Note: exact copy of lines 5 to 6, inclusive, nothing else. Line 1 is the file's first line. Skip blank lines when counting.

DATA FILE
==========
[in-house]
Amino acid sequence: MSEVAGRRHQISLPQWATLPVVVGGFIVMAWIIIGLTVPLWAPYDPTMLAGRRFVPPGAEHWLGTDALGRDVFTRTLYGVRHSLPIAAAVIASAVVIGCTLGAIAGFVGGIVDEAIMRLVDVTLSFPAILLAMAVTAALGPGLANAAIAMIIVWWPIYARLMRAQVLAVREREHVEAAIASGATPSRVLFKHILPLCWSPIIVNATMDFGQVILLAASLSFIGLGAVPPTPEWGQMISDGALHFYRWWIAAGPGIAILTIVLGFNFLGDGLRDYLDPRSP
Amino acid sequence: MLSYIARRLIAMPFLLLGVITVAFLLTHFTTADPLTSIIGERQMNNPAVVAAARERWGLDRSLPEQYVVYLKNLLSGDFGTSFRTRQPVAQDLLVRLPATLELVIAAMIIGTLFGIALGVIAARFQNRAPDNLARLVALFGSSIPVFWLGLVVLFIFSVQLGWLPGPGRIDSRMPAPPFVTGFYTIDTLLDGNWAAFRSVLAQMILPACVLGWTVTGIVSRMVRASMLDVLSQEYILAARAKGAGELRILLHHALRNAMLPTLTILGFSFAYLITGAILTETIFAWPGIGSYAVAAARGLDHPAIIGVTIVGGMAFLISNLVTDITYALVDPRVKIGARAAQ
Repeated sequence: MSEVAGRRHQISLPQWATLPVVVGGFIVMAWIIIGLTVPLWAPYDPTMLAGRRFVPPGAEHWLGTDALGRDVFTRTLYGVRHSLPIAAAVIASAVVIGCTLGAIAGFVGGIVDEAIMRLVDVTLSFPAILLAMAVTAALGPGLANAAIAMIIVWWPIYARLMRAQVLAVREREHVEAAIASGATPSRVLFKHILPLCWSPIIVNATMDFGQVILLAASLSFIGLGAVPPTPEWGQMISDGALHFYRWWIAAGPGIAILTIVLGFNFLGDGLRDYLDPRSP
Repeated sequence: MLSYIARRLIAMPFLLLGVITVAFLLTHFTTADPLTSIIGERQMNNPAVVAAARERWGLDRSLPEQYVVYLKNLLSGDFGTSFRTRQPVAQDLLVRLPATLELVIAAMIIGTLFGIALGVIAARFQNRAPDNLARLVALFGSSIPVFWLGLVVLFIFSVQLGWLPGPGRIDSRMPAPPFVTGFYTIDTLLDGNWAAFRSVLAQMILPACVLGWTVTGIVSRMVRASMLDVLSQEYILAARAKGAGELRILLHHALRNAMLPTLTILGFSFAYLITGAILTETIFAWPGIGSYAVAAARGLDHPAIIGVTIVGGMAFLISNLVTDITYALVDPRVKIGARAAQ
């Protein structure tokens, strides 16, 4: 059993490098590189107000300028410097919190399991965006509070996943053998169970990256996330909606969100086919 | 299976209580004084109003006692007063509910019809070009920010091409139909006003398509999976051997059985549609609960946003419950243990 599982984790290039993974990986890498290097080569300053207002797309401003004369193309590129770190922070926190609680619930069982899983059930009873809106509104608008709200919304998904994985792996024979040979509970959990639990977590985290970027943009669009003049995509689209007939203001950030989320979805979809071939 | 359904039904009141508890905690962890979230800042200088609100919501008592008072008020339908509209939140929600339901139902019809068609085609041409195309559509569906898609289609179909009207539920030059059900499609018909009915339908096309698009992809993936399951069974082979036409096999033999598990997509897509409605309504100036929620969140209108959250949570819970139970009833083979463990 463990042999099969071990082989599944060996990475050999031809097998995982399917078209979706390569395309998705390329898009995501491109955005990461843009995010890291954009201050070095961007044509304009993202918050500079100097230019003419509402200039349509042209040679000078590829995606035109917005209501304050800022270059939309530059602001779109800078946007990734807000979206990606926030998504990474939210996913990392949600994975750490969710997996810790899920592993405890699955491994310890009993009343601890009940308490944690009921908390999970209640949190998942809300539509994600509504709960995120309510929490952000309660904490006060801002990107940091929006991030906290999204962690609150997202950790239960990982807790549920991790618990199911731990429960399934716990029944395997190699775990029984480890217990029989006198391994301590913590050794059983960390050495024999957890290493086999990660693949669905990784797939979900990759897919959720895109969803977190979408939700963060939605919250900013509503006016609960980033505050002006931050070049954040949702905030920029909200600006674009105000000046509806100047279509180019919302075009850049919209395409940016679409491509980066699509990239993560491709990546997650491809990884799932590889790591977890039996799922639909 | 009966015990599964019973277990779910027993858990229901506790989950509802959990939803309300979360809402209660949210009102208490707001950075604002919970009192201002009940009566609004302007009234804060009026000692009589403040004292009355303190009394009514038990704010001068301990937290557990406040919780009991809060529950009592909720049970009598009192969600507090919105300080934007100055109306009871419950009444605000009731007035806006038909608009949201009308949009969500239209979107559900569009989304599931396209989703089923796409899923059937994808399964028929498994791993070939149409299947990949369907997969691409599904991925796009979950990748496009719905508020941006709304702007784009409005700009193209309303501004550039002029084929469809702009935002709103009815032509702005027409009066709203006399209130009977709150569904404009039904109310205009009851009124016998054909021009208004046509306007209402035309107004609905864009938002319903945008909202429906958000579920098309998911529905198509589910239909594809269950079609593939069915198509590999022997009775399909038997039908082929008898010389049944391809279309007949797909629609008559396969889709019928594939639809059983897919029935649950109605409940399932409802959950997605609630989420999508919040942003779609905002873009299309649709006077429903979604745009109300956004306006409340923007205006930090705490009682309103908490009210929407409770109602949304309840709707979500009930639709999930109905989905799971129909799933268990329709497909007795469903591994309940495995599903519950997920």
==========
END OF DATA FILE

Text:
Repeated sequence: MLSYIARRLIAMPFLLLGVITVAFLLTHFTTADPLTSIIGERQMNNPAVVAAARERWGLDRSLPEQYVVYLKNLLSGDFGTSFRTRQPVAQDLLVRLPATLELVIAAMIIGTLFGIALGVIAARFQNRAPDNLARLVALFGSSIPVFWLGLVVLFIFSVQLGWLPGPGRIDSRMPAPPFVTGFYTIDTLLDGNWAAFRSVLAQMILPACVLGWTVTGIVSRMVRASMLDVLSQEYILAARAKGAGELRILLHHALRNAMLPTLTILGFSFAYLITGAILTETIFAWPGIGSYAVAAARGLDHPAIIGVTIVGGMAFLISNLVTDITYALVDPRVKIGARAAQ
């Protein structure tokens, strides 16, 4: 059993490098590189107000300028410097919190399991965006509070996943053998169970990256996330909606969100086919 | 299976209580004084109003006692007063509910019809070009920010091409139909006003398509999976051997059985549609609960946003419950243990 599982984790290039993974990986890498290097080569300053207002797309401003004369193309590129770190922070926190609680619930069982899983059930009873809106509104608008709200919304998904994985792996024979040979509970959990639990977590985290970027943009669009003049995509689209007939203001950030989320979805979809071939 | 359904039904009141508890905690962890979230800042200088609100919501008592008072008020339908509209939140929600339901139902019809068609085609041409195309559509569906898609289609179909009207539920030059059900499609018909009915339908096309698009992809993936399951069974082979036409096999033999598990997509897509409605309504100036929620969140209108959250949570819970139970009833083979463990 463990042999099969071990082989599944060996990475050999031809097998995982399917078209979706390569395309998705390329898009995501491109955005990461843009995010890291954009201050070095961007044509304009993202918050500079100097230019003419509402200039349509042209040679000078590829995606035109917005209501304050800022270059939309530059602001779109800078946007990734807000979206990606926030998504990474939210996913990392949600994975750490969710997996810790899920592993405890699955491994310890009993009343601890009940308490944690009921908390999970209640949190998942809300539509994600509504709960995120309510929490952000309660904490006060801002990107940091929006991030906290999204962690609150997202950790239960990982807790549920991790618990199911731990429960399934716990029944395997190699775990029984480890217990029989006198391994301590913590050794059983960390050495024999957890290493086999990660693949669905990784797939979900990759897919959720895109969803977190979408939700963060939605919250900013509503006016609960980033505050002006931050070049954040949702905030920029909200600006674009105000000046509806100047279509180019919302075009850049919209395409940016679409491509980066699509990239993560491709990546997650491809990884799932590889790591977890039996799922639909 | 009966015990599964019973277990779910027993858990229901506790989950509802959990939803309300979360809402209660949210009102208490707001950075604002919970009192201002009940009566609004302007009234804060009026000692009589403040004292009355303190009394009514038990704010001068301990937290557990406040919780009991809060529950009592909720049970009598009192969600507090919105300080934007100055109306009871419950009444605000009731007035806006038909608009949201009308949009969500239209979107559900569009989304599931396209989703089923796409899923059937994808399964028929498994791993070939149409299947990949369907997969691409599904991925796009979950990748496009719905508020941006709304702007784009409005700009193209309303501004550039002029084929469809702009935002709103009815032509702005027409009066709203006399209130009977709150569904404009039904109310205009009851009124016998054909021009208004046509306007209402035309107004609905864009938002319903945008909202429906958000579920098309998911529905198509589910239909594809269950079609593939069915198509590999022997009775399909038997039908082929008898010389049944391809279309007949797909629609008559396969889709019928594939639809059983897919029935649950109605409940399932409802959950997605609630989420999508919040942003779609905002873009299309649709006077429903979604745009109300956004306006409340923007205006930090705490009682309103908490009210929407409770109602949304309840709707979500009930639709999930109905989905799971129909799933268990329709497909007795469903591994309940495995599903519950997920």